I agree - a complex question - and a difficult one for retailers to balance customer expectations with economics and efficiency.
Choice answered the question for me regarding the “re-usable” green bags (sold for $1.50 - $3) which seem to last less than a year before tearing - I wouldn’t get enough use to justify them.
The Queensland ban came into effect 1st July 2018. My small supermarket (more a convenience store, but the only store in town) started selling their single use bags for 10cents each, 2 months before the ban took effect. They suffered loss of trade as a result. They now have boxes free and re-usables for sale.
The takeaway just changed to the thick bags - why? - the chips or chicken pieces are already boxed. Again, consumer expectation, they always got it in a bag.
The bulk supermarket we use for the majority of our shopping has boxes on the shelves, so it is easy to grab a box full or empty and fill. After your trolley is filled they offer bags, but we have always refused as we carry the car fridge, foam & cardboard boxes, their boxes and old plastic bags in the car.
I can sew, and have made rough bags from old clothing (our clothes wear out, we don’t ditch for fashion) and made tulle bags for vegetables in store. Tulle is that netting ballerina’s tutus are made of and I took advantage of a sale to get it for $0.84/m. Environmentally tulle is plastic, but it lasts a LONG time, but there is good & bad in that.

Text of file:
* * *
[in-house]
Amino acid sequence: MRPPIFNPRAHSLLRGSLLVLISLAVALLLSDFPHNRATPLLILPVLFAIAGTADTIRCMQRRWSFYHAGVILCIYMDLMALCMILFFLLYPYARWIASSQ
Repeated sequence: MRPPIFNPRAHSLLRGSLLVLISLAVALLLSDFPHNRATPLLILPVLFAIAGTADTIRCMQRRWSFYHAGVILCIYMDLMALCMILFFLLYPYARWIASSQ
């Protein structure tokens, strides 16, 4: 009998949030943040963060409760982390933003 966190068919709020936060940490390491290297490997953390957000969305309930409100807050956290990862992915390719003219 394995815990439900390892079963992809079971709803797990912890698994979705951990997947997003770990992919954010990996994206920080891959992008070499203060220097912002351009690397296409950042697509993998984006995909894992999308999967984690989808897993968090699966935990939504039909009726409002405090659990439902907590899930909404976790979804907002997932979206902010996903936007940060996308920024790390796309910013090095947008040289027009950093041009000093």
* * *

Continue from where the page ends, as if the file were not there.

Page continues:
I am old enough to remember paper bags at shops, but they can’t handle condensation on cold goods. I used to clean up a section of highway leading into town, single use plastic bags and drink bottles proliferated with plastic bags hard to get out of prickly acacia. I am happy to see them go.
I am still running into people who demand single use bags because they feel that something has been taken away from them, they abuse the check-out staff and rant to mates, none of whom are responsible or can change it.
Any bags we have are used many times, the cardboard, when no longer holding together as a box, is composted. We don’t have money and we don’t have a garbage service, so that dictates our use of resources.